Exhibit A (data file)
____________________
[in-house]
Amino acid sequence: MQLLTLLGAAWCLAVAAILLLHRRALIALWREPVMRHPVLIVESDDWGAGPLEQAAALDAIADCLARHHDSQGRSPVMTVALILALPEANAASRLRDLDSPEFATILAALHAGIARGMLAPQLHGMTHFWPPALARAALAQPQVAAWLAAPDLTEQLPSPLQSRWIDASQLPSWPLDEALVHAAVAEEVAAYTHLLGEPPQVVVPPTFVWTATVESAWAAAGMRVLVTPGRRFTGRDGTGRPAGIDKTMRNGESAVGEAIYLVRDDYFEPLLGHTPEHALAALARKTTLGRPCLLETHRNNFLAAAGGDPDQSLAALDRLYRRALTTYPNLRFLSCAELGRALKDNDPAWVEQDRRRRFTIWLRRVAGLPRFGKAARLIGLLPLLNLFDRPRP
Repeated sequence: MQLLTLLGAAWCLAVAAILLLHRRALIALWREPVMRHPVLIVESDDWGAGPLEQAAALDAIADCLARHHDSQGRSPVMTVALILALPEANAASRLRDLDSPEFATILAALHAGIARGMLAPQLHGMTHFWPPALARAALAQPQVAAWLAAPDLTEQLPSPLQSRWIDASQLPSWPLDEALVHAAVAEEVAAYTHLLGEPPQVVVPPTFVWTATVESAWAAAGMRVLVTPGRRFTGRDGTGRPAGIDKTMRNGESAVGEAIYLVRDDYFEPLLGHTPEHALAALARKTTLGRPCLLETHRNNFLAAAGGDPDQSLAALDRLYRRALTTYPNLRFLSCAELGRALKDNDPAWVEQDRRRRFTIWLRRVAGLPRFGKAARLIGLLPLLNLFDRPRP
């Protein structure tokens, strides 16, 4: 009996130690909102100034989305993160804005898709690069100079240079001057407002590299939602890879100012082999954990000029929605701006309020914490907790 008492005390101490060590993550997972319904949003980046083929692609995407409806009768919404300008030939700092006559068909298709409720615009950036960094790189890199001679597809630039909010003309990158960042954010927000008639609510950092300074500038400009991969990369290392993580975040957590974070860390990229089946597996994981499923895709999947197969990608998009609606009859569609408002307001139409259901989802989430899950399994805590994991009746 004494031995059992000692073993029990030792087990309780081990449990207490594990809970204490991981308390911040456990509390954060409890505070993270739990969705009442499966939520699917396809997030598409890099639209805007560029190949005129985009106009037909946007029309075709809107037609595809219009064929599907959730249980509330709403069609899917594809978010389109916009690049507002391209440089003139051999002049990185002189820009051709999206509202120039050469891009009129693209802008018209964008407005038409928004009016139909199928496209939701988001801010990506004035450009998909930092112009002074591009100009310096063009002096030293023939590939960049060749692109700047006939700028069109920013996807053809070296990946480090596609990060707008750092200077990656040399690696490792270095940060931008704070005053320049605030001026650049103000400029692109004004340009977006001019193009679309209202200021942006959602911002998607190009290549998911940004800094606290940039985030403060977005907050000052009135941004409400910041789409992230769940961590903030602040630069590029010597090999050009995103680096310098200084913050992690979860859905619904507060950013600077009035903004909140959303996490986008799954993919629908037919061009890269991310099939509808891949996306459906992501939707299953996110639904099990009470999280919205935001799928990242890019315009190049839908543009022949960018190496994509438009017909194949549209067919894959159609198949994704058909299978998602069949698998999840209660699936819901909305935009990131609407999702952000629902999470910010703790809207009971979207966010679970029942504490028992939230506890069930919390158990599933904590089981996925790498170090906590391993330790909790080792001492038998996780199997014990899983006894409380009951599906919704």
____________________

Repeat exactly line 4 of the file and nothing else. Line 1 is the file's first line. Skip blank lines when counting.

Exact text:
């Protein structure tokens, strides 16, 4: 009996130690909102100034989305993160804005898709690069100079240079001057407002590299939602890879100012082999954990000029929605701006309020914490907790 008492005390101490060590993550997972319904949003980046083929692609995407409806009768919404300008030939700092006559068909298709409720615009950036960094790189890199001679597809630039909010003309990158960042954010927000008639609510950092300074500038400009991969990369290392993580975040957590974070860390990229089946597996994981499923895709999947197969990608998009609606009859569609408002307001139409259901989802989430899950399994805590994991009746 004494031995059992000692073993029990030792087990309780081990449990207490594990809970204490991981308390911040456990509390954060409890505070993270739990969705009442499966939520699917396809997030598409890099639209805007560029190949005129985009106009037909946007029309075709809107037609595809219009064929599907959730249980509330709403069609899917594809978010389109916009690049507002391209440089003139051999002049990185002189820009051709999206509202120039050469891009009129693209802008018209964008407005038409928004009016139909199928496209939701988001801010990506004035450009998909930092112009002074591009100009310096063009002096030293023939590939960049060749692109700047006939700028069109920013996807053809070296990946480090596609990060707008750092200077990656040399690696490792270095940060931008704070005053320049605030001026650049103000400029692109004004340009977006001019193009679309209202200021942006959602911002998607190009290549998911940004800094606290940039985030403060977005907050000052009135941004409400910041789409992230769940961590903030602040630069590029010597090999050009995103680096310098200084913050992690979860859905619904507060950013600077009035903004909140959303996490986008799954993919629908037919061009890269991310099939509808891949996306459906992501939707299953996110639904099990009470999280919205935001799928990242890019315009190049839908543009022949960018190496994509438009017909194949549209067919894959159609198949994704058909299978998602069949698998999840209660699936819901909305935009990131609407999702952000629902999470910010703790809207009971979207966010679970029942504490028992939230506890069930919390158990599933904590089981996925790498170090906590391993330790909790080792001492038998996780199997014990899983006894409380009951599906919704």